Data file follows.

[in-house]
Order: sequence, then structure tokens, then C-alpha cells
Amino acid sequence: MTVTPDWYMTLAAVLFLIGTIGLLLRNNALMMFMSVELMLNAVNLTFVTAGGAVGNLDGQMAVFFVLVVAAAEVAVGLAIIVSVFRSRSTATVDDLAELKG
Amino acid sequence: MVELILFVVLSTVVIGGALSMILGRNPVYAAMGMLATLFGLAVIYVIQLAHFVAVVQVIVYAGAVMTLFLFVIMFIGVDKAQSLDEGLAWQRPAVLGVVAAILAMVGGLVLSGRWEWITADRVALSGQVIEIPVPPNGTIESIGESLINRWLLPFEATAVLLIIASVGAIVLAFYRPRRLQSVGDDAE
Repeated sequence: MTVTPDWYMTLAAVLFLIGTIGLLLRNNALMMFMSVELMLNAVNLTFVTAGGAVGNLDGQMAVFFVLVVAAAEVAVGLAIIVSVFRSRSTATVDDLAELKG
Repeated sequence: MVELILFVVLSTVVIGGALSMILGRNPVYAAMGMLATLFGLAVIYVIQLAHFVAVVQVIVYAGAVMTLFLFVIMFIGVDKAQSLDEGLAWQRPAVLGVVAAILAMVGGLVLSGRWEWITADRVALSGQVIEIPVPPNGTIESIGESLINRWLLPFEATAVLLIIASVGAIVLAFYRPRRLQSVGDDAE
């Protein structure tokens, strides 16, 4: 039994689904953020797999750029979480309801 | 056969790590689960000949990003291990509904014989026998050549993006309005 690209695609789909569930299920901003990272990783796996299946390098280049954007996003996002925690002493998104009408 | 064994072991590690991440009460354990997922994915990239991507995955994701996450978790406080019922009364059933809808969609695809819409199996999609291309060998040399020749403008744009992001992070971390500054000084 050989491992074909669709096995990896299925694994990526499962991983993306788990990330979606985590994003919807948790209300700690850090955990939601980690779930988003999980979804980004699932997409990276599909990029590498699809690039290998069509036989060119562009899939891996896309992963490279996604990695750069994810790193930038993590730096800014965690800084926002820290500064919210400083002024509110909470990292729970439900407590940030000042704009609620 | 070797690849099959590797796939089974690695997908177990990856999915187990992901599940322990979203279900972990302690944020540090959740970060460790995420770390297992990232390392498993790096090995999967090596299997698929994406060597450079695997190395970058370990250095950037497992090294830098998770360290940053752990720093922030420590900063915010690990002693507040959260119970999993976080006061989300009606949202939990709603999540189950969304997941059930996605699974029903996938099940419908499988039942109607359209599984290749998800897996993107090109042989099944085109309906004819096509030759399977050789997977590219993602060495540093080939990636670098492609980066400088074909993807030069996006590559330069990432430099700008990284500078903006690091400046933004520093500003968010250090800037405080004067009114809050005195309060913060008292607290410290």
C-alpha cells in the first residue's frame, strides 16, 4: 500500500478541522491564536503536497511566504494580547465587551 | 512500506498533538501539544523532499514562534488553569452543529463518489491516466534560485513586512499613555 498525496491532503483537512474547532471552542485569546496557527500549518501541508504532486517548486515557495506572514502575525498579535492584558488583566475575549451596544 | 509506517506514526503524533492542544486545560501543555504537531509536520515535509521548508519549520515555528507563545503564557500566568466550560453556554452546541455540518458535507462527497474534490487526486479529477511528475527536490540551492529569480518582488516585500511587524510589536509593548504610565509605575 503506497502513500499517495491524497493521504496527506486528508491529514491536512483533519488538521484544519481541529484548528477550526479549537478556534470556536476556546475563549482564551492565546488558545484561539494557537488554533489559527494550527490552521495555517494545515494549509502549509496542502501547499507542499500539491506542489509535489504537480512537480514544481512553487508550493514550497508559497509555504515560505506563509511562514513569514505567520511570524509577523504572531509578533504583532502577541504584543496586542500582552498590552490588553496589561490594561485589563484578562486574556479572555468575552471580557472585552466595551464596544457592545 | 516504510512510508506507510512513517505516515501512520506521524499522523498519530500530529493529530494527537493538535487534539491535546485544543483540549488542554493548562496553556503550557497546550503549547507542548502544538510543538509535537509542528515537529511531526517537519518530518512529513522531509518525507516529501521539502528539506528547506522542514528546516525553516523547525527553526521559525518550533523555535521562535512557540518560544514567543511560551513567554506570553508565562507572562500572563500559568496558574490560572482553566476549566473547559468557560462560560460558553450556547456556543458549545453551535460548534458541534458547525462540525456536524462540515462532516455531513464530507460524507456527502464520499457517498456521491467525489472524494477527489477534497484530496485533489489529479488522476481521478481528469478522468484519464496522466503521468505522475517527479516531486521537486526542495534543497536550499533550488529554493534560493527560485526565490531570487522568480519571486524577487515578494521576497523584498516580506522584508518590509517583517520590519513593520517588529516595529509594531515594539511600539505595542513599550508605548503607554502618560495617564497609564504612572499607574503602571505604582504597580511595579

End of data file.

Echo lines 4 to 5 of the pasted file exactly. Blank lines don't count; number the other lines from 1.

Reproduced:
Amino acid sequence: MVELILFVVLSTVVIGGALSMILGRNPVYAAMGMLATLFGLAVIYVIQLAHFVAVVQVIVYAGAVMTLFLFVIMFIGVDKAQSLDEGLAWQRPAVLGVVAAILAMVGGLVLSGRWEWITADRVALSGQVIEIPVPPNGTIESIGESLINRWLLPFEATAVLLIIASVGAIVLAFYRPRRLQSVGDDAE
Repeated sequence: MTVTPDWYMTLAAVLFLIGTIGLLLRNNALMMFMSVELMLNAVNLTFVTAGGAVGNLDGQMAVFFVLVVAAAEVAVGLAIIVSVFRSRSTATVDDLAELKG